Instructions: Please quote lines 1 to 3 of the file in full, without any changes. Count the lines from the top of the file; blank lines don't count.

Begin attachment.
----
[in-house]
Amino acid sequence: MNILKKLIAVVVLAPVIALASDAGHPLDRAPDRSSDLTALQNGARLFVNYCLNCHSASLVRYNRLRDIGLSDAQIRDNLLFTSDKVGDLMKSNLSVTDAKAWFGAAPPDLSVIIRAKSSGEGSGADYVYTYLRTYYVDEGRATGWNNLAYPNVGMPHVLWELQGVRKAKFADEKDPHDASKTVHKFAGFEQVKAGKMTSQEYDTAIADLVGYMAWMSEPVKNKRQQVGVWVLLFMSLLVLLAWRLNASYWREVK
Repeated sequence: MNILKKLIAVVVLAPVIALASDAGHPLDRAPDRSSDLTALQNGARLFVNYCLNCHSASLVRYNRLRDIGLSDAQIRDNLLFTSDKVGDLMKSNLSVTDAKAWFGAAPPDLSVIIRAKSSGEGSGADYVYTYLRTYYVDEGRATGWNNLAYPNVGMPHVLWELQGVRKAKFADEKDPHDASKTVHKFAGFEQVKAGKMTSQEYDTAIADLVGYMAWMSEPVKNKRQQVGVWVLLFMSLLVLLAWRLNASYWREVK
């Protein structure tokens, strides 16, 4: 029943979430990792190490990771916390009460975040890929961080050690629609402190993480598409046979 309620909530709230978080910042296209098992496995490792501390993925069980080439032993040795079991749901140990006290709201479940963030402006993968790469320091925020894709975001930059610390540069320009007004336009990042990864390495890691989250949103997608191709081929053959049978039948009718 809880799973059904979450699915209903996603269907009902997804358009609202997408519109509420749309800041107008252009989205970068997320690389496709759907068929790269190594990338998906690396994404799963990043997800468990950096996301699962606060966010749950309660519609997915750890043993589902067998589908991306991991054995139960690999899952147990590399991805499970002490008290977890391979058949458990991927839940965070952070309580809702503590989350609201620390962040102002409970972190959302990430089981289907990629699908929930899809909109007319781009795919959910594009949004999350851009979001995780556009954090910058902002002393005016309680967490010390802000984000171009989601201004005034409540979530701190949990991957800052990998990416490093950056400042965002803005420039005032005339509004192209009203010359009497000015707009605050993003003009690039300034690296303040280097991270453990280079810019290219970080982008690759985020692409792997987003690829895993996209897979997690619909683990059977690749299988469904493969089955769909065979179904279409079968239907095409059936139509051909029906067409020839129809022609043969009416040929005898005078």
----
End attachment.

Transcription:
[in-house]
Amino acid sequence: MNILKKLIAVVVLAPVIALASDAGHPLDRAPDRSSDLTALQNGARLFVNYCLNCHSASLVRYNRLRDIGLSDAQIRDNLLFTSDKVGDLMKSNLSVTDAKAWFGAAPPDLSVIIRAKSSGEGSGADYVYTYLRTYYVDEGRATGWNNLAYPNVGMPHVLWELQGVRKAKFADEKDPHDASKTVHKFAGFEQVKAGKMTSQEYDTAIADLVGYMAWMSEPVKNKRQQVGVWVLLFMSLLVLLAWRLNASYWREVK
Repeated sequence: MNILKKLIAVVVLAPVIALASDAGHPLDRAPDRSSDLTALQNGARLFVNYCLNCHSASLVRYNRLRDIGLSDAQIRDNLLFTSDKVGDLMKSNLSVTDAKAWFGAAPPDLSVIIRAKSSGEGSGADYVYTYLRTYYVDEGRATGWNNLAYPNVGMPHVLWELQGVRKAKFADEKDPHDASKTVHKFAGFEQVKAGKMTSQEYDTAIADLVGYMAWMSEPVKNKRQQVGVWVLLFMSLLVLLAWRLNASYWREVK